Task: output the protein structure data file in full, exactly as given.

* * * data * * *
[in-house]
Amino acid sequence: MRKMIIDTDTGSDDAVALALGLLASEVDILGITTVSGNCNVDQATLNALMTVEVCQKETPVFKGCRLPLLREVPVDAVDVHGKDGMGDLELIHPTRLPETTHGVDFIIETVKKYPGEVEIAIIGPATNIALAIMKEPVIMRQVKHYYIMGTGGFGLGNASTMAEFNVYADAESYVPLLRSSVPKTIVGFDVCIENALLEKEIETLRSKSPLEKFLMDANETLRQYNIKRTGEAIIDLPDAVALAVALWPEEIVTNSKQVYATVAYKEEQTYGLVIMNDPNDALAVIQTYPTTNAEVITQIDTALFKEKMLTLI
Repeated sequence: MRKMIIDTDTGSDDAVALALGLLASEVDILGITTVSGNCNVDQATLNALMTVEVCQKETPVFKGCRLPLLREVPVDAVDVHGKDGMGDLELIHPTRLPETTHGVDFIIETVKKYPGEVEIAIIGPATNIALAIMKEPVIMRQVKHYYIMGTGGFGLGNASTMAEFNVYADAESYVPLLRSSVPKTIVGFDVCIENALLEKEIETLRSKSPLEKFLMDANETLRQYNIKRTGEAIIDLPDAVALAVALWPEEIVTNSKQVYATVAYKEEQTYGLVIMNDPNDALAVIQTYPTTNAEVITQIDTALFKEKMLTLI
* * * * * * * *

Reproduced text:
[in-house]
Amino acid sequence: MRKMIIDTDTGSDDAVALALGLLASEVDILGITTVSGNCNVDQATLNALMTVEVCQKETPVFKGCRLPLLREVPVDAVDVHGKDGMGDLELIHPTRLPETTHGVDFIIETVKKYPGEVEIAIIGPATNIALAIMKEPVIMRQVKHYYIMGTGGFGLGNASTMAEFNVYADAESYVPLLRSSVPKTIVGFDVCIENALLEKEIETLRSKSPLEKFLMDANETLRQYNIKRTGEAIIDLPDAVALAVALWPEEIVTNSKQVYATVAYKEEQTYGLVIMNDPNDALAVIQTYPTTNAEVITQIDTALFKEKMLTLI
Repeated sequence: MRKMIIDTDTGSDDAVALALGLLASEVDILGITTVSGNCNVDQATLNALMTVEVCQKETPVFKGCRLPLLREVPVDAVDVHGKDGMGDLELIHPTRLPETTHGVDFIIETVKKYPGEVEIAIIGPATNIALAIMKEPVIMRQVKHYYIMGTGGFGLGNASTMAEFNVYADAESYVPLLRSSVPKTIVGFDVCIENALLEKEIETLRSKSPLEKFLMDANETLRQYNIKRTGEAIIDLPDAVALAVALWPEEIVTNSKQVYATVAYKEEQTYGLVIMNDPNDALAVIQTYPTTNAEVITQIDTALFKEKMLTLI